J. S. BACH: Vols. 1 & 2 The Keyboard Concertos/ Angela Hewitt, piano/Australian Chamber Orch. — Hyperion **** MULTICHANNEL DISC OF THE MONTH ****

by | Aug 31, 2005 | SACD & Other Hi-Res Reviews | 0 comments

J. S. BACH: Vols. 1 & 2 The Keyboard Concertos — Angela
Hewitt, piano/Australian Chamber Orchestra — Hyperion (2-discs)
multichannel SACD – SACDA67307 & 8 ****:
This is an equally dazzling display of the Hyperion multichannel
recording technique and the musicianship of the marvelous pianist,
Angela Hewitt. The seven Bach Keyboard Concertos date from the
composer’s final years as director of the Collegium Musicum in Leipzig.
Several of them are reworkings of violin and oboe concertos. Concerto
movements also were used  by Bach in several cantatas. Despite
apparent redundancy, this music is as inventive, exuberant and
masterfully wrought as The Brandenburg Concertos composed ten years
earlier.

Born in Ottawa, Angela Hewitt in 1985 won the Toronto International
Bach Piano Competition in memory of Glenn Gould. She is a most worthy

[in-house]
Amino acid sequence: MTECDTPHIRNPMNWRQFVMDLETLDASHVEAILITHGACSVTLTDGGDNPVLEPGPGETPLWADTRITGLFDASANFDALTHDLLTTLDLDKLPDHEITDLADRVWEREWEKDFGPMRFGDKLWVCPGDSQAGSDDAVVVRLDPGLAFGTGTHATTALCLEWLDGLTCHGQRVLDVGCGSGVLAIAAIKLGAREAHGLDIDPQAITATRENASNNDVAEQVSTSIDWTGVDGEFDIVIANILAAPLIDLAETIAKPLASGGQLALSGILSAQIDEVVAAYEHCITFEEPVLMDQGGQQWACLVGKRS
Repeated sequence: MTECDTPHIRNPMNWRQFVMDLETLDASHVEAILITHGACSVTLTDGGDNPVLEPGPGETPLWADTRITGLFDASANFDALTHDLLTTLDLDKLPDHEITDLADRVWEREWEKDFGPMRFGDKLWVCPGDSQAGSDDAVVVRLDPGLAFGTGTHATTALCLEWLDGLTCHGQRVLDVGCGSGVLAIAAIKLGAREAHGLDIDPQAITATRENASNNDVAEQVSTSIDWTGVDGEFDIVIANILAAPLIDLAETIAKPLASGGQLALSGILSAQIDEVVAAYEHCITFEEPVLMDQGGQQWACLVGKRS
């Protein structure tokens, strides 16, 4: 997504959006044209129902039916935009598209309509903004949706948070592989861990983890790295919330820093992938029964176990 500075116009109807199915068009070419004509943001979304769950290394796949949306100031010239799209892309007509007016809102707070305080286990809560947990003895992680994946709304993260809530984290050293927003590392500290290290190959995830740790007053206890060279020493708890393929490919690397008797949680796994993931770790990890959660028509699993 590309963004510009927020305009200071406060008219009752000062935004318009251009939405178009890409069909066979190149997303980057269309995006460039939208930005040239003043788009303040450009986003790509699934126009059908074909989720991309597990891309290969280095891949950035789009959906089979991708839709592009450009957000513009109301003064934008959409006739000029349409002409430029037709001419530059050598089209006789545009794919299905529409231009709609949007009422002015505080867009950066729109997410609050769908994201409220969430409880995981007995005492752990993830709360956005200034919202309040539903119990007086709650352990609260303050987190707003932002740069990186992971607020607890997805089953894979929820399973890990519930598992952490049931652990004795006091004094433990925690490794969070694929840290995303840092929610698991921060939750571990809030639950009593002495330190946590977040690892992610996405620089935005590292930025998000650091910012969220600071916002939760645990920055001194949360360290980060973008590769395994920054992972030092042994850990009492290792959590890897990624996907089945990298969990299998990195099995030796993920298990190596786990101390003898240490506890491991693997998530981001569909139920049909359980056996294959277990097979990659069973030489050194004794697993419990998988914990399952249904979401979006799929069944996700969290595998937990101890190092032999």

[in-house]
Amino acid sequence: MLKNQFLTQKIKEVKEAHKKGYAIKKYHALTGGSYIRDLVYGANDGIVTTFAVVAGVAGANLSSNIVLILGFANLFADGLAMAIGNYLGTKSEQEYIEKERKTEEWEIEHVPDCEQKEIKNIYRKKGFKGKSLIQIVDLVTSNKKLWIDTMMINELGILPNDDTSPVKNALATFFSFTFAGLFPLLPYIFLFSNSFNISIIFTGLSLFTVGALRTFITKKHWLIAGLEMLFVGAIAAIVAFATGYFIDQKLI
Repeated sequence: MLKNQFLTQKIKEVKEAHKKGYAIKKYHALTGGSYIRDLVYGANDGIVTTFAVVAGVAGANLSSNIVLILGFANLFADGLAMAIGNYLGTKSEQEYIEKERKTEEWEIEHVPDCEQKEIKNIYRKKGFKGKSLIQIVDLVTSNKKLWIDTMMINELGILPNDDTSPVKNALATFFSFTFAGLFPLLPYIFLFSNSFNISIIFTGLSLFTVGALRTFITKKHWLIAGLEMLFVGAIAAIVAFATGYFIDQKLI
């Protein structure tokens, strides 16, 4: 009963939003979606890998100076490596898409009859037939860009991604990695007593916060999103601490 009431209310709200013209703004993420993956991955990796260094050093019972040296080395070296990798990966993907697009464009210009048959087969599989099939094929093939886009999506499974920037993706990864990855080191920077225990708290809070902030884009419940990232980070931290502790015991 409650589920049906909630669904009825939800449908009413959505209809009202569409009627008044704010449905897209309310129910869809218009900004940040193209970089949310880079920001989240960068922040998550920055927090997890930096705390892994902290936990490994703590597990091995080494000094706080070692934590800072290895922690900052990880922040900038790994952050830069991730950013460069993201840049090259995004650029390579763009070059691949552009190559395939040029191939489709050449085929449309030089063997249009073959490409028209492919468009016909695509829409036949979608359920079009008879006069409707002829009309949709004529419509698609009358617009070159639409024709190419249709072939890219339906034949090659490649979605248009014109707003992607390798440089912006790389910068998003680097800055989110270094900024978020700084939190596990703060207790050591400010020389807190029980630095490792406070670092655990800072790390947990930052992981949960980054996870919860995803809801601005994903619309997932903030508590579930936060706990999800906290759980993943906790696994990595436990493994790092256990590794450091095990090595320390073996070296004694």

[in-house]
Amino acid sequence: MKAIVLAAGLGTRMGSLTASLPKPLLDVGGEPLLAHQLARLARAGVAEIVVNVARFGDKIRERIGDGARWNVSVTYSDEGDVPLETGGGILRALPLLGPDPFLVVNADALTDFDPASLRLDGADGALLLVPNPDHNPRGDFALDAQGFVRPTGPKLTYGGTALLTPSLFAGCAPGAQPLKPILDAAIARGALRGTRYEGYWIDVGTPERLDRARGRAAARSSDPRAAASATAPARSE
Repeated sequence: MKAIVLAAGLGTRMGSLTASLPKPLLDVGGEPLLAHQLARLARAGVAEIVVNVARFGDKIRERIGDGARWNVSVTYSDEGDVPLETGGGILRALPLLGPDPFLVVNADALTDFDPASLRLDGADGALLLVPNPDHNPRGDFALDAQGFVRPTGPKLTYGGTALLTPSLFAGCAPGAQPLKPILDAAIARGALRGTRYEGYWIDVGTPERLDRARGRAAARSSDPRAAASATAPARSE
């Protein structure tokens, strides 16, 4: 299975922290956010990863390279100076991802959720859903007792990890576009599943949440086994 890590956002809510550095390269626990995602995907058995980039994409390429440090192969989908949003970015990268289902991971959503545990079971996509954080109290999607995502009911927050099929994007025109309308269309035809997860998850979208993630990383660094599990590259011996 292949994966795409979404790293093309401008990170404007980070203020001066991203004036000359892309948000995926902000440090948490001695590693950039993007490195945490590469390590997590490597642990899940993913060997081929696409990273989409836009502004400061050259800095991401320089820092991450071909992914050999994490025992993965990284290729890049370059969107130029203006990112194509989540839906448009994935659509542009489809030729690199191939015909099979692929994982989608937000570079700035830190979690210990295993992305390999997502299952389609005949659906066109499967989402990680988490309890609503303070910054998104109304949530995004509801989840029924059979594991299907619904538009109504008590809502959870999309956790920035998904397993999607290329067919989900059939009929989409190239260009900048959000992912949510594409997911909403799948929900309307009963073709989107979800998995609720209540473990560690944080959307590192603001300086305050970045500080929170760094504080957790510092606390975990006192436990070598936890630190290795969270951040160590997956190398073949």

bearer of the Gould legacy. Hewitt provides a full measure of Bach’s
unique outpouring of joy and solemnity. Achieving an ideal balance of
emotion and scholarship, the overall effect of her playing is stunning.
Her tone is crystalline, partnering ideally with the delicacy of her
ornamentation.

The ACO, led from the violin by Richard Tognetti, includes 17 string
players and one harpsichordist. They are joined by two  flautists
on loan from the Scottish Chamber and Sidney Symphony Orchestras. This
responsive, finely tuned group makes music as one with Angela Hewitt.
Recorded in Verbugghen Hall at the Sydney Conservatorium of Music in
February 2005, the act of listening to these Bach keyboard works
approaches rapture. Counterpoint has rarely been so clearly
articulated, instrumental focus and balance seldom so naturally
rendered. The multichannel format literally surrounds the listener with
Bach’s music.

Hyperion engineers have done Angela Hewitt, the ACO and, above all, J.
S. Bach fine service. Essential music, exceptionally performed and
recorded. A must!

— Ronald Legum

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